Finnish border officials were flanked by motorists making their way toward the border-crossing point in Vaalimaa, Virolahti, on Sunday, 25 September. Helsingin Sanomat on Monday reported that the Finnish government is expected to make its decision on denying entry to Russian tourists by Thursday. (Jussi Nukari – Lehtikuva)


JOHANNA VUORELMA, a research professor at the Centre for European Studies of the University of Helsinki, has identified a number of inconsistencies in the decision-making process that is set to restrict the ability of Russians to enter Finland.

Minister for Foreign Affairs Pekka Haavisto (Greens) on Friday said Finland would take action to prevent all entries based on tourism, signalling a complete turnaround in the government’s stance.

The decision does include some exceptions that have yet been either ironed out or made public.

The Finnish government had referred to principles of the rule of law throughout last summer and early autumn as justification for continuing to issue tourist visas for Russians. Vuorelma on Monday told Helsingin Sanomat that the government claimed initially that a collective suspension of visa issuance is unfeasible because the assessment must always be conducted at the individual level.

“Still the decision was ultimately made with certain exceptions,” she stated.

The government had also estimated that such a change of course on the visa issue would require legislative amendments and violate the rules of the Schengen Area. Ultimately, however, no legislative amendments were made and a section that made the move possible was found.

Vuorelma clarified to the newspaper that she is not reproaching the decision itself or its jurisprudence but rather the decision-making process leading up to it. The process, she explained, will likely increase misgivings about the rule of law at a time when its basic pillars are being politicised around Europe.

“It doesn’t look good if you first point to the rule of law and then go against your earlier justification.”

She added that the process could also complicate foreign-policy making in nearby areas. By pointing to principles of the rule of law, she explained, the government implicitly called into question the decisions made by Poland and the Baltics.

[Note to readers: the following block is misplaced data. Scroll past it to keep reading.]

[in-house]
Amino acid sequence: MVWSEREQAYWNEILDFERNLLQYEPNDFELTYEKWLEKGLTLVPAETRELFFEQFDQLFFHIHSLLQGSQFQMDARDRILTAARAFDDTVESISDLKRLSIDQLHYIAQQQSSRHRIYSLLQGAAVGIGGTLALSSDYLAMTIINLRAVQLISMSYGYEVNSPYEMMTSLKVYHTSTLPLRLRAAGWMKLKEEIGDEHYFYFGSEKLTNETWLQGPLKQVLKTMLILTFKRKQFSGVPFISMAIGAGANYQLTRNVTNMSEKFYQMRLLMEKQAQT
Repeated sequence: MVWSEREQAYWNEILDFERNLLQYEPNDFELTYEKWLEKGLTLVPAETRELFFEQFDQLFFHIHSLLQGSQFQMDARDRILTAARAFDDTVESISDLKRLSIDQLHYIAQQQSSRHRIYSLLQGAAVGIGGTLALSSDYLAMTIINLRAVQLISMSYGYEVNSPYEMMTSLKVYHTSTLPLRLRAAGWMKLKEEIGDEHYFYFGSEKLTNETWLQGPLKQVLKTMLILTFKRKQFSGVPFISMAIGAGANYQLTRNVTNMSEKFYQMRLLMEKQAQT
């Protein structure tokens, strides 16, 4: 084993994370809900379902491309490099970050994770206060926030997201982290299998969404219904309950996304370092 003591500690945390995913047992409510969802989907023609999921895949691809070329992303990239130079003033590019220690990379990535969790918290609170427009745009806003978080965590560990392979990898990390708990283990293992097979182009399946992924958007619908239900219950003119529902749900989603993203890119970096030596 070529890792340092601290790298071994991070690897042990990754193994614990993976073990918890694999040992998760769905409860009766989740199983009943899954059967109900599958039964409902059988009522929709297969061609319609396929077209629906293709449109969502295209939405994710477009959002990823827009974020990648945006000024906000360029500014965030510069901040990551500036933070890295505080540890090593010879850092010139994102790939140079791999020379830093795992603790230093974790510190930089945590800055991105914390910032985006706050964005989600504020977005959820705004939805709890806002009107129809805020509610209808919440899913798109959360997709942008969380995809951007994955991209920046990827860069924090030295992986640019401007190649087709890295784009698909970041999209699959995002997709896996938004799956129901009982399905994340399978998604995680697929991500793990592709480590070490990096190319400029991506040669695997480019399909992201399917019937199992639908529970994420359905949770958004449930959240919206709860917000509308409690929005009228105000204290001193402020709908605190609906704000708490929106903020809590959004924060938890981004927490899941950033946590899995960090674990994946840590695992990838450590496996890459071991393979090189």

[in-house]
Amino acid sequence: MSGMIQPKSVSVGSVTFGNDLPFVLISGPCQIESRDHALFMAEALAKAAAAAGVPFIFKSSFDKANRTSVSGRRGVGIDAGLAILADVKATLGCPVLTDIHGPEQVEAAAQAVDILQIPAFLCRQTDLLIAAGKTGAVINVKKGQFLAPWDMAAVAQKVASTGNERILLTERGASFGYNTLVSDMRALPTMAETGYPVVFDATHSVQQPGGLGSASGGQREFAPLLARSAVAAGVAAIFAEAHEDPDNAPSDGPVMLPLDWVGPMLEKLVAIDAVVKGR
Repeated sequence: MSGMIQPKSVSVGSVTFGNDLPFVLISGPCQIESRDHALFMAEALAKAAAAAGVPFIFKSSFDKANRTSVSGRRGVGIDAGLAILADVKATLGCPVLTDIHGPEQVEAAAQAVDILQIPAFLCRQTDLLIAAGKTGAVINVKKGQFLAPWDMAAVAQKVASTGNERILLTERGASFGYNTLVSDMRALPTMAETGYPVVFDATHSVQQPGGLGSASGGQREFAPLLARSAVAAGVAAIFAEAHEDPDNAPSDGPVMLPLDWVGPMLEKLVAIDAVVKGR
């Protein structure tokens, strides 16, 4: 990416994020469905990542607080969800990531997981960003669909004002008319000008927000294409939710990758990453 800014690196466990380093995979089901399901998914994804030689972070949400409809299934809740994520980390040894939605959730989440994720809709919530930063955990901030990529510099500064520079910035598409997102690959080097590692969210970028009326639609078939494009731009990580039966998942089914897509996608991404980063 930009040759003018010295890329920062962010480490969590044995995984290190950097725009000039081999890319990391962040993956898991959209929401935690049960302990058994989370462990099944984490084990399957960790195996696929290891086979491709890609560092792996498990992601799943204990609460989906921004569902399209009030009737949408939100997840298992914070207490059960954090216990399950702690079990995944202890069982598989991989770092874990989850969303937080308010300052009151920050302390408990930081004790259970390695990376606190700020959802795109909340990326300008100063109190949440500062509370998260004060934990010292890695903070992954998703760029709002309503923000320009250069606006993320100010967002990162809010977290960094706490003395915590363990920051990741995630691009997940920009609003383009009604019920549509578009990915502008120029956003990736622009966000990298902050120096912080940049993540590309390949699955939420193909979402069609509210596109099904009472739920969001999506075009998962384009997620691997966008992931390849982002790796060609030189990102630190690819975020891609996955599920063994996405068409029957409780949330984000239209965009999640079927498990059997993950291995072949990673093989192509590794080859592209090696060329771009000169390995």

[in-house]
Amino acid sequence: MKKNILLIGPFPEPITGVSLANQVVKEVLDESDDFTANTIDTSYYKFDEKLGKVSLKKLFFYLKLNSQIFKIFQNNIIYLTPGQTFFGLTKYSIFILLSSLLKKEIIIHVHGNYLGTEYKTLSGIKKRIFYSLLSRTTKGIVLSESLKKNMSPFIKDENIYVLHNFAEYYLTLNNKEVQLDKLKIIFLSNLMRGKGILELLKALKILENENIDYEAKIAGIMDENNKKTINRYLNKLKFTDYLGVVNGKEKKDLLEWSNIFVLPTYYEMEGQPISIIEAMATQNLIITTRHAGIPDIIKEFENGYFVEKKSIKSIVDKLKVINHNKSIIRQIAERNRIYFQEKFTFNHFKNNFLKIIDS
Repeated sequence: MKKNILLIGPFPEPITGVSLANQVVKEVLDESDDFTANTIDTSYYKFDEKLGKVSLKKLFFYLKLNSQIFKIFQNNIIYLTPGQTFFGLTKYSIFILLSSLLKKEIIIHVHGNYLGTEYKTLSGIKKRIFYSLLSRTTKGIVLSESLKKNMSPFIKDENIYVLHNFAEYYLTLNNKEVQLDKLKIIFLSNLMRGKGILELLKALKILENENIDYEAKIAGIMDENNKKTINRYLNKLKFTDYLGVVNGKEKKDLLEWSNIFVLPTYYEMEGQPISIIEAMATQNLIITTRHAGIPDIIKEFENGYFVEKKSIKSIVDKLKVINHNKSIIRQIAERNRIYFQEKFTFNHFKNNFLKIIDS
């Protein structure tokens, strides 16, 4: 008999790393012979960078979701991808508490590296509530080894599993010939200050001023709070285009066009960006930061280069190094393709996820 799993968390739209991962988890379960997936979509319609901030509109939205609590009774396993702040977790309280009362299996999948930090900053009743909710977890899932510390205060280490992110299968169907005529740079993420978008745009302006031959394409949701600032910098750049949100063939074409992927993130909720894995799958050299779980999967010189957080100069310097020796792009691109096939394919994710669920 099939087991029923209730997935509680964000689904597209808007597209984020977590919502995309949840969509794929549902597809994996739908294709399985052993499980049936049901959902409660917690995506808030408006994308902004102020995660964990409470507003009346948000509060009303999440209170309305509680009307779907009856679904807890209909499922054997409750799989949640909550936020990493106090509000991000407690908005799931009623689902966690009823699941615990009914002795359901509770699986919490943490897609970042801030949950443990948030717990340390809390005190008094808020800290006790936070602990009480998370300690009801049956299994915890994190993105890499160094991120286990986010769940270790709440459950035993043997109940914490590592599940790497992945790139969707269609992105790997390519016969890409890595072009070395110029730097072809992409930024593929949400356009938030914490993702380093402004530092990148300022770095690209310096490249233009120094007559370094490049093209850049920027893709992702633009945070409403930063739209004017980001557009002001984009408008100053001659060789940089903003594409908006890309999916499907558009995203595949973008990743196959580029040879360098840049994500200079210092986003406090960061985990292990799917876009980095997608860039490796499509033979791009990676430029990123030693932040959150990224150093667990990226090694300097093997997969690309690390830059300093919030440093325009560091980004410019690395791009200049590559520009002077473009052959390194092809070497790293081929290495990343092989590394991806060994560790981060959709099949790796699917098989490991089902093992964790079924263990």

“Diplomatically this didn’t create the impression of regional solidarity,” told Vuorelma.

Finland ultimately sided with its fellow member states, albeit on different grounds. While Poland and the Baltics have defined Russian tourists as a security threat, Finland is set to prevent them from entering the country on grounds of the harm they could cause to its international standing. Vuorelma warned that the vague justification could be used more freely in future in response to other immigration-related problems.

Helsingin Sanomat on Monday reported that the Finnish government is expected to make a final decision on the entry restrictions by Thursday.

Most Finns appear to be in favour of denying entry to Russian tourists. Ilta-Sanomat reported a week ago that seven in ten respondents to its survey expressed their support for an entry ban. Heated public discussion about the issue had continued since the removal of pandemic-related entry restrictions at the borders in early July.

The Finnish government had come under pressure to impose the ban not only from opposition parties, but also from Poland and the Baltics.

Aleksi Teivainen – HT